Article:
Facilitating Peace in South Sudan

Yesterday, The Intergovernmental Authority on Development (IGAD) announced that it will employ a joint East African Protection and Deterrent Force (PDF) as a part of the agreement of cessation of hostilities in South Sudan (see previous blog post). According to the announcement, Ethiopia, Kenya, Burundi and Rwanda, possibly also Djibouti will contribute troops to the force, which is supposed to be operational by mid-April. This development accentuates two underlying issues related to IGAD’s role a as a peace facilitator in the South Sudan conflict: its capacity and neutrality.

IGAD is an institution consisting of eight member countries and has first and foremost been involved in diplomatic efforts to secure peace in Sudan and Somalia. It has a relatively weak mandate and none of the member countries have shown any interest in developing IGAD into a fully functional multilateral organisation. It continues to be dependent on donations from Western countries, often on an ad hoc basis. In the case of Sudan and South Sudan peace processes financial and technical support is provided by, among others, the “troika countries” (USA, UK and Norway). Now, for the deployment of the new IGAD force, both the AU and the UN Security Council has been asked to provide technical and logistical support, in other words, to bankroll the operation. AU has little or no resources to contribute and it will be the Western countries that will carry the financial burden of this operation. This means that the IGAD’s capacity to host negotiations and maintain a protection force is to a certain extent at the discretion of others. For IGAD as an institution this kind of dependency on external actors might endanger its ability to be a political instrument for its member countries.

Also the IGAD countries’ proximity to South Sudan and involvement in the conflict outside of the negotiation room threatens to compromise its legitimacy as a neutral facilitator. It is noticeable that Uganda has not been mentioned as one of the contributing countries to the PDF. Uganda’s neutrality has been questioned due to the involvement of its troops in the conflict. On the request of the South Sudan government and tacitly approved by IGAD, Ugandan forces were deployed to assist the South Sudanese government in protecting infrastructure and prevent escalation of the conflict. But, there is little doubt that these forces also actively participated on the Government side in campaigns against the SPLM/A in Opposition led by Riek Machar. The latter has even accuses Ugandan troops of using cluster bombs in their attacks on Opposition forces in Jonglei. Whether the latest accusations hold true or not, the military involvement on one side of the conflict has undermined Uganda’s credibility as peace facilitator. Following pressure from the international community, including the UN and IGAD, Uganda has agreed to remove its troops from South Sudan. But only when a replacement force is in place, which assumedly will be the PDF.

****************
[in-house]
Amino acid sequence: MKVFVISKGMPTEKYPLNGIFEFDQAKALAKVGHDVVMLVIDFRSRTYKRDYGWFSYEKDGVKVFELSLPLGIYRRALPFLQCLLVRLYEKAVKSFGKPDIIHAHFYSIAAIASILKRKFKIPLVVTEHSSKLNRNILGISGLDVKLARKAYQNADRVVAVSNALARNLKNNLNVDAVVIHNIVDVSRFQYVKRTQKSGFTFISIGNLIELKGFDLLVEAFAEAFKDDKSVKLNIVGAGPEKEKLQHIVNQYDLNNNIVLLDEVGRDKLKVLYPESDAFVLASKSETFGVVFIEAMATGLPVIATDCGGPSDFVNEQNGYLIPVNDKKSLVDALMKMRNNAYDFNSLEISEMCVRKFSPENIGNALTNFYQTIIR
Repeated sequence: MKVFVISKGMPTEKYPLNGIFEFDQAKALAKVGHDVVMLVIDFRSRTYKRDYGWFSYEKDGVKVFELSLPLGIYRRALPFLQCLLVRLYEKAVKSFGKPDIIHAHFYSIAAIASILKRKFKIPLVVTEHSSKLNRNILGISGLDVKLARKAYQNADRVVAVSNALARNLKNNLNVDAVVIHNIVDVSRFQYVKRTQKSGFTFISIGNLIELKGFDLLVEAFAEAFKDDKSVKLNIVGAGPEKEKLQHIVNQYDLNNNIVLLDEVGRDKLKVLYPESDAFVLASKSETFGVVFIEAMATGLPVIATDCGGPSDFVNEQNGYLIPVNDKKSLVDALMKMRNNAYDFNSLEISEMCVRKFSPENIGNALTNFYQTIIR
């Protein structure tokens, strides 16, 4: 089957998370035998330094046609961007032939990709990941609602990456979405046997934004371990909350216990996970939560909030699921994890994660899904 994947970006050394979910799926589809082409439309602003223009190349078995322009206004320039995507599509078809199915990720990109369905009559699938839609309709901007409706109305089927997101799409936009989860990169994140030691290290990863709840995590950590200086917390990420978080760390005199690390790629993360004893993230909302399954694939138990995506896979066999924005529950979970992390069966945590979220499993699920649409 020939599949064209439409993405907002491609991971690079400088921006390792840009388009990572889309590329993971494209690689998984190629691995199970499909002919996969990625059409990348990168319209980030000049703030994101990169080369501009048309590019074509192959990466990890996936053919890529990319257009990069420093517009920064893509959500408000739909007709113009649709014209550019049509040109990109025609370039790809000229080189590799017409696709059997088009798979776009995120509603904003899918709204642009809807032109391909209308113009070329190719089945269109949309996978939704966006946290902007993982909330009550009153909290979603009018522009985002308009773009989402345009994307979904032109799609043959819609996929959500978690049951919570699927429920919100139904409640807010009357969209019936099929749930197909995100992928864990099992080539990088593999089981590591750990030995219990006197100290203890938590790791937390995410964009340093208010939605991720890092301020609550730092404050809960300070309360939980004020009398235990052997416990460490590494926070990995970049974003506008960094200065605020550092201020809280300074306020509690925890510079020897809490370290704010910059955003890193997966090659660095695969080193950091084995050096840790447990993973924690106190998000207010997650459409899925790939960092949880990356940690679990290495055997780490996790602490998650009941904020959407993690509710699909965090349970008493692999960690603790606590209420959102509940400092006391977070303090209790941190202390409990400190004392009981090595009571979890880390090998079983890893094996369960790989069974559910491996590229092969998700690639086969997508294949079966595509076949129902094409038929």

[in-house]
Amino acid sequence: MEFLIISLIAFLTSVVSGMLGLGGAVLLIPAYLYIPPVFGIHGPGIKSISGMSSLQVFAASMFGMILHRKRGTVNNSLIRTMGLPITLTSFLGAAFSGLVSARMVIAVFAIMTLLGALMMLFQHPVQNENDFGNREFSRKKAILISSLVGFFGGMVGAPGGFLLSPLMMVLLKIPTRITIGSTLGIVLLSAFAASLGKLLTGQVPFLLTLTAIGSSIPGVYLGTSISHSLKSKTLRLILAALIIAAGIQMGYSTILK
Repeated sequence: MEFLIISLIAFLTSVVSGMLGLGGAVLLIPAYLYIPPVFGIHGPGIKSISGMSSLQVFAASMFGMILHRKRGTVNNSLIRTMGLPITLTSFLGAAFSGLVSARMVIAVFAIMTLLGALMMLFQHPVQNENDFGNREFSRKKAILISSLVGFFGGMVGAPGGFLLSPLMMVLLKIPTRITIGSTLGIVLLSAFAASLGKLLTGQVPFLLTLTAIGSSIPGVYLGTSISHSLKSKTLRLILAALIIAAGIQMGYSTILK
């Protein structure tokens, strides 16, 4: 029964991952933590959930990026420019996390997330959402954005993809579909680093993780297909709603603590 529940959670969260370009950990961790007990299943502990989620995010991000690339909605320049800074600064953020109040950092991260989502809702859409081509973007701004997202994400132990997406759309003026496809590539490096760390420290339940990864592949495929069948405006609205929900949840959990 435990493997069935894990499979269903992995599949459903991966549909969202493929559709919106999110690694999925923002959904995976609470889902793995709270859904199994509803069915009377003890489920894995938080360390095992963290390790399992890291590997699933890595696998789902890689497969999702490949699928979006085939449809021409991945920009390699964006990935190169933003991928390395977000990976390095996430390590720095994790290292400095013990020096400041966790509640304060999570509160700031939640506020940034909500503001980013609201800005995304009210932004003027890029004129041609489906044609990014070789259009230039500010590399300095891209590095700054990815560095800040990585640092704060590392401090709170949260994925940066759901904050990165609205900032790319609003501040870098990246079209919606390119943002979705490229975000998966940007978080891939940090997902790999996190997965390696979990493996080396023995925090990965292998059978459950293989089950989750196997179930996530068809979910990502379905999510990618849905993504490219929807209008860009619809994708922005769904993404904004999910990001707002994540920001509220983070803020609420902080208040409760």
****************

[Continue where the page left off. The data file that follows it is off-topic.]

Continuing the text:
It is noticeable that also Sudan, the former enemy and neighbour to the north, is not part of the planned Protection and Deterrent Force. The possibility of Sudan protecting oil assets in South Sudan has been on the agenda in talks between representatives of two countries, but nothing has materialised so far. Sudan competes with Uganda to gain influence in the new nation and also has interests in a certain level of stability to ensure that oil production is not interrupted. But, it appears that Sudan is not regarded as sufficiently neutral to contribute to the PDF.

Sudan is also a member of the Arab League, another international body signalling interest in assisting in solving the conflict: For the first time, South Sudan foreign affairs minister, Barnaba Marial Benjamin, is invited to an Arab League meeting of foreign ministers. He sees the League as an arena that may contribute to a peaceful solution in South Sudan. The Arab League has not yet invited the opposition and it will probably be difficult to contribute constructively unless they involve more than one party to the conflict.

The IGAD countries have a deep vested interest in avoiding a full implosion in South Sudan. None of the neighbours would like to have an insecure, non-governed territory along their border. Also, more than 171,000 refugees have already fled South Sudan to the neighbouring countries. Finally, South Sudan is economically important to Kenya, Sudan, Ugandan, Ethiopia, Eritrea; even people from Somalia made good money in South Sudan before the conflict started in December last year. The regional dynamics impact the IGAD countries’ role as peace facilitators, but it also make them best positioned to convince the warring parties to end the conflict. Even with its limited capacity, IGAD is the organisation best suited to facilitate the peace process.

Øystein H. Rolandsen, Senior Researcher PRIO and Helene Molteberg Glomnes, Research Assistant, PRIO

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